Compliance offices do not function alone; they must work closely and frequently with other departments to be effective. Look no further than policies and procedures such as an organization’s legal or human resources (HR) working protocol; these common policies are a testament to the amount of interactive work compliance officers encounter. Unsurprisingly, laws, regulations, and rules in non-healthcare areas may demand attention from the Compliance office. Compliance commonly works with HR for issues concerning discipline, hiring, background checks, and sanction screening. For that reason, compliance officers should be aware of a growing type of legislation known as “Ban-the-Box” (BTB) laws.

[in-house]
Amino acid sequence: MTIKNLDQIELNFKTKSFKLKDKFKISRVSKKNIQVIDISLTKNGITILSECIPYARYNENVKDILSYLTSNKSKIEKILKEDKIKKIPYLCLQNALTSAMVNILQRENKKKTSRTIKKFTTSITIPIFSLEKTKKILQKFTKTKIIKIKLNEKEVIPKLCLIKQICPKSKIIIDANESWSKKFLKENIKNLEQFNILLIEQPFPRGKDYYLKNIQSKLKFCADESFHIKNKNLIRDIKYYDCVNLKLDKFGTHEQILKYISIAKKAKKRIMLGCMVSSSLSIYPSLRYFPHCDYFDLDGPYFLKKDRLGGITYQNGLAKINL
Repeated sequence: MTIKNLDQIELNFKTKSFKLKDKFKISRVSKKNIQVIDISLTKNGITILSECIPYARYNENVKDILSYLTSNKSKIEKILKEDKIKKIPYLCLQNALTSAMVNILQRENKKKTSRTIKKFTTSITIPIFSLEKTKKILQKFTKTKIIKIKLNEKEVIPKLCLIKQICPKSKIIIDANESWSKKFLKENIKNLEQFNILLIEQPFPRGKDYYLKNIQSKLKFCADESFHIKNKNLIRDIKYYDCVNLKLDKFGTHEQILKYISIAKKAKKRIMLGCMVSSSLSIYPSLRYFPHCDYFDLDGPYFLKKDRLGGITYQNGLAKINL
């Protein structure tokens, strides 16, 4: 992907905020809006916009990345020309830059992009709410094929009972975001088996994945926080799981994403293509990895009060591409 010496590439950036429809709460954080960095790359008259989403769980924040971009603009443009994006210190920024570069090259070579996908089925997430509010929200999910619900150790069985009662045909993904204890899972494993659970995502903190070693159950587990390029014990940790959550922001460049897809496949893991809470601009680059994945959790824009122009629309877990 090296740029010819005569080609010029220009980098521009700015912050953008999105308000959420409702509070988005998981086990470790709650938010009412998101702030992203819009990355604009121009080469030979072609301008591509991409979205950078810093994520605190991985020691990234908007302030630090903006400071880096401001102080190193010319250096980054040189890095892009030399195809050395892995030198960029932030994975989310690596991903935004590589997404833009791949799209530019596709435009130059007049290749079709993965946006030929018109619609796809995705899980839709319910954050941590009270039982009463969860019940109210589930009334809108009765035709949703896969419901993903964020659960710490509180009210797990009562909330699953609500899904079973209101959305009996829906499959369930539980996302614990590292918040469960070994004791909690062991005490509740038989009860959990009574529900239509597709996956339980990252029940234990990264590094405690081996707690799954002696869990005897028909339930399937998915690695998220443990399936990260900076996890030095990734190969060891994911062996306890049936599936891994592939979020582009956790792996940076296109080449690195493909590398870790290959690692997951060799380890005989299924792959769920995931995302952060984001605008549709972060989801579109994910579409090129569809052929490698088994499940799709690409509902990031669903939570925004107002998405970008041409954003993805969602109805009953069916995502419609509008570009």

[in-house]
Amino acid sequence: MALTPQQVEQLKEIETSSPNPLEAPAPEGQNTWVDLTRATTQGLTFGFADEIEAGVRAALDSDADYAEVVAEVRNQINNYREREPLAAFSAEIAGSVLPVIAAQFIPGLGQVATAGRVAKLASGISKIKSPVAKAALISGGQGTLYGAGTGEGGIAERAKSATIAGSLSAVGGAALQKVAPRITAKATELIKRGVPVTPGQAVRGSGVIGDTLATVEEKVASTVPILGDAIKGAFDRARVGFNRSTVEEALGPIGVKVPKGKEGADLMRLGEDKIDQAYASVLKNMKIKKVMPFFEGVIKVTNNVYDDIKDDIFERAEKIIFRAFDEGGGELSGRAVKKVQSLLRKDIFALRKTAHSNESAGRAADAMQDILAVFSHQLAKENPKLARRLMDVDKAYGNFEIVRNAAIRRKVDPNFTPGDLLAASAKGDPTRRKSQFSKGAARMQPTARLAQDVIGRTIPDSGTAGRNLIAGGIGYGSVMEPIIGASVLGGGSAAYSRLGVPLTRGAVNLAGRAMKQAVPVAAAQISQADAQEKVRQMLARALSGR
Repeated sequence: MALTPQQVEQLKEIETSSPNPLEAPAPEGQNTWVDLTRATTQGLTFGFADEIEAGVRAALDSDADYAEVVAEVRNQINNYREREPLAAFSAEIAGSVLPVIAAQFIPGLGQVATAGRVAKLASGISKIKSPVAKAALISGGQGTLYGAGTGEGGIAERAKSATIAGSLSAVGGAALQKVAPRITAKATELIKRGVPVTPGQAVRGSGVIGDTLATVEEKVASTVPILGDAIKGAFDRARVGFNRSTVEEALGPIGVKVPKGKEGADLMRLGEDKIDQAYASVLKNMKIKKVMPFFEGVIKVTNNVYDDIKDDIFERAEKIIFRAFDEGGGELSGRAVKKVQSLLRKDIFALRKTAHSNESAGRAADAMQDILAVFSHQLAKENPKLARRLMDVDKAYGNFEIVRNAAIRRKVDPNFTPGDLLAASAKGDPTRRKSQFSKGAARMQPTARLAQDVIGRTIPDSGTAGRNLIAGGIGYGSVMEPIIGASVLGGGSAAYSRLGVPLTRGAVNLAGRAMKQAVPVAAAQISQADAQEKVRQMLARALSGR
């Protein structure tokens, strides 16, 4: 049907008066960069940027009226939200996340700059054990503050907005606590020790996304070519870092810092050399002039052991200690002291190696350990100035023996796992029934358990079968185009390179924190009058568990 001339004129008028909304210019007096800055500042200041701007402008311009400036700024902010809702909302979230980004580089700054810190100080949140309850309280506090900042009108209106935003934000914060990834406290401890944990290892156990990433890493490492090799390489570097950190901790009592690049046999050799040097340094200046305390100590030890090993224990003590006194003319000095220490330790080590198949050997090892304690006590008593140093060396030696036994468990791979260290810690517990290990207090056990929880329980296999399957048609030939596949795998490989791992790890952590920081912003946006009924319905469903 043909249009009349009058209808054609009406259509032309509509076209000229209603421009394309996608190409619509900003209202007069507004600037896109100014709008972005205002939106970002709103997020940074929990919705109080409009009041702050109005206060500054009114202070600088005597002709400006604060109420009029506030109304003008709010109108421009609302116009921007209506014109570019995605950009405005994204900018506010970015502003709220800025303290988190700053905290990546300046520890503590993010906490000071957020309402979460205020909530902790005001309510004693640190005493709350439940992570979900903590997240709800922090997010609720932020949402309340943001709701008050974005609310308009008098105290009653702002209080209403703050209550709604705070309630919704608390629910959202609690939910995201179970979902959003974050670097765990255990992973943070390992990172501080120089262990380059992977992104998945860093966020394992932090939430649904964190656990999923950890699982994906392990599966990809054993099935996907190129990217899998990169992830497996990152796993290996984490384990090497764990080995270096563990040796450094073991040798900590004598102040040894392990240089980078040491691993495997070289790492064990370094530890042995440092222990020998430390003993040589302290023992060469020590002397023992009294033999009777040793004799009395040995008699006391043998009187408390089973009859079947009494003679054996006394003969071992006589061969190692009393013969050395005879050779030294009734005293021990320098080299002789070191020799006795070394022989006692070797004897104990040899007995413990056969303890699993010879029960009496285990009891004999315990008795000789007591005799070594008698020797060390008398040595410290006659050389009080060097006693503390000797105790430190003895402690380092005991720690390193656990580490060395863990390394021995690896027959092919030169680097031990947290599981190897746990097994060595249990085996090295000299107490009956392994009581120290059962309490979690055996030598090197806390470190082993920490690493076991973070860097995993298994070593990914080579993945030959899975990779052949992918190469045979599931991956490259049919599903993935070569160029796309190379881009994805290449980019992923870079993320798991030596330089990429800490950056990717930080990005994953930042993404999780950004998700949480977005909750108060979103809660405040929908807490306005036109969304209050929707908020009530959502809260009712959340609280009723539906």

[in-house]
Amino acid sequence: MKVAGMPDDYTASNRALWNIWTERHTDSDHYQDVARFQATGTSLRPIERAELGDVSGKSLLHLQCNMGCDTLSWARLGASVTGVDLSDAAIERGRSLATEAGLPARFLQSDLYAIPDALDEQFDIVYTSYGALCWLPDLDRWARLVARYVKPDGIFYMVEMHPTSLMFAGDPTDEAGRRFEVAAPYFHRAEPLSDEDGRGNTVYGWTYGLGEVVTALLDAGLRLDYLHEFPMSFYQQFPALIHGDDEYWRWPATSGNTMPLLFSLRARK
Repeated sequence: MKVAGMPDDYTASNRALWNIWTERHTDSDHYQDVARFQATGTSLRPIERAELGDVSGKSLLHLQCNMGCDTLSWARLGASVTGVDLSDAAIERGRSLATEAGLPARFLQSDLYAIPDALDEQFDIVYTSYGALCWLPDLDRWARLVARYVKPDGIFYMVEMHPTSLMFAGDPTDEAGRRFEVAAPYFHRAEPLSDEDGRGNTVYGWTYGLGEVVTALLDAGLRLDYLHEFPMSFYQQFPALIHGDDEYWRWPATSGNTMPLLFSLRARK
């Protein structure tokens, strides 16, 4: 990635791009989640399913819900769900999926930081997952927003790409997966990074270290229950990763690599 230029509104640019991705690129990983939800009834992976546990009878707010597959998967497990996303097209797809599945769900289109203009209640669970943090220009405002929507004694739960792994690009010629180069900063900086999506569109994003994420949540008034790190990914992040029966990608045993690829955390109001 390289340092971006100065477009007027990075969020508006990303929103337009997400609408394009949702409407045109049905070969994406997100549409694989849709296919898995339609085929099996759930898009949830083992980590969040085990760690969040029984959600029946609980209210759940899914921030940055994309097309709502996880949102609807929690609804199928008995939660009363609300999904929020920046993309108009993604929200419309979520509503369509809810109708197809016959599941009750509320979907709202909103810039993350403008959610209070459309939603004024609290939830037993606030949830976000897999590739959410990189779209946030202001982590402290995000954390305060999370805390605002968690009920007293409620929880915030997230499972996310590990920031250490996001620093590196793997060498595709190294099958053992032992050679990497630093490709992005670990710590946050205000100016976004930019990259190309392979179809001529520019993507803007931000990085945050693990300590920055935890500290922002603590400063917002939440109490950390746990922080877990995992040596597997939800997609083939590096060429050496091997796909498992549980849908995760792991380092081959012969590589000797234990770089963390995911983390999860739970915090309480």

BTB, a civil rights campaign, has successfully passed its namesake legislation (also known in certain jurisdictions as “Fair Chance” laws) in at least 29 states and 150 cities and counties throughout the United States.1 California passed a statewide BTB law as recently as October 2017.2 These BTB laws prohibit employers from running criminal background checks or asking certain questions about criminal convictions during the employment application and hiring process, an area traditionally within HR’s purview. However, issues relating to hiring and background checks, which are typically rigorous for those who provide care, require the compliance officer’s attention as well. Although BTB laws do not all share the same exact elements, this article details the commonalities among them and the primary varieties within the shared elements.